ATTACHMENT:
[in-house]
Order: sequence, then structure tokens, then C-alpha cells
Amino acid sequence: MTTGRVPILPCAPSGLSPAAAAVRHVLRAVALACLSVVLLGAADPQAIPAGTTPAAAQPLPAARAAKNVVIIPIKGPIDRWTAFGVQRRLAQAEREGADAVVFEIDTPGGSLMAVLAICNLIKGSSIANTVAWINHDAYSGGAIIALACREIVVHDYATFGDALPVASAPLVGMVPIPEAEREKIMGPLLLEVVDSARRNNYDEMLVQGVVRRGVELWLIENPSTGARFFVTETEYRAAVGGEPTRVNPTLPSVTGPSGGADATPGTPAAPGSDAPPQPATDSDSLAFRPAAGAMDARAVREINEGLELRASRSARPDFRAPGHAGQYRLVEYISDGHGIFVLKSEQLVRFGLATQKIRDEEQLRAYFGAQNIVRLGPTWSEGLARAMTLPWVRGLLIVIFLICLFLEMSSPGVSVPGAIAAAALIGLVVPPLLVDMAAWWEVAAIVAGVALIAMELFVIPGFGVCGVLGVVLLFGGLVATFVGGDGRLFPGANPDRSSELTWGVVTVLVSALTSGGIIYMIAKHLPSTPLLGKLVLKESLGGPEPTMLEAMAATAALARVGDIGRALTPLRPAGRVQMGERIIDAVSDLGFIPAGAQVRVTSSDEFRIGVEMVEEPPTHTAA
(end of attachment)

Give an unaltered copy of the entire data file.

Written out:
[in-house]
Order: sequence, then structure tokens, then C-alpha cells
Amino acid sequence: MTTGRVPILPCAPSGLSPAAAAVRHVLRAVALACLSVVLLGAADPQAIPAGTTPAAAQPLPAARAAKNVVIIPIKGPIDRWTAFGVQRRLAQAEREGADAVVFEIDTPGGSLMAVLAICNLIKGSSIANTVAWINHDAYSGGAIIALACREIVVHDYATFGDALPVASAPLVGMVPIPEAEREKIMGPLLLEVVDSARRNNYDEMLVQGVVRRGVELWLIENPSTGARFFVTETEYRAAVGGEPTRVNPTLPSVTGPSGGADATPGTPAAPGSDAPPQPATDSDSLAFRPAAGAMDARAVREINEGLELRASRSARPDFRAPGHAGQYRLVEYISDGHGIFVLKSEQLVRFGLATQKIRDEEQLRAYFGAQNIVRLGPTWSEGLARAMTLPWVRGLLIVIFLICLFLEMSSPGVSVPGAIAAAALIGLVVPPLLVDMAAWWEVAAIVAGVALIAMELFVIPGFGVCGVLGVVLLFGGLVATFVGGDGRLFPGANPDRSSELTWGVVTVLVSALTSGGIIYMIAKHLPSTPLLGKLVLKESLGGPEPTMLEAMAATAALARVGDIGRALTPLRPAGRVQMGERIIDAVSDLGFIPAGAQVRVTSSDEFRIGVEMVEEPPTHTAA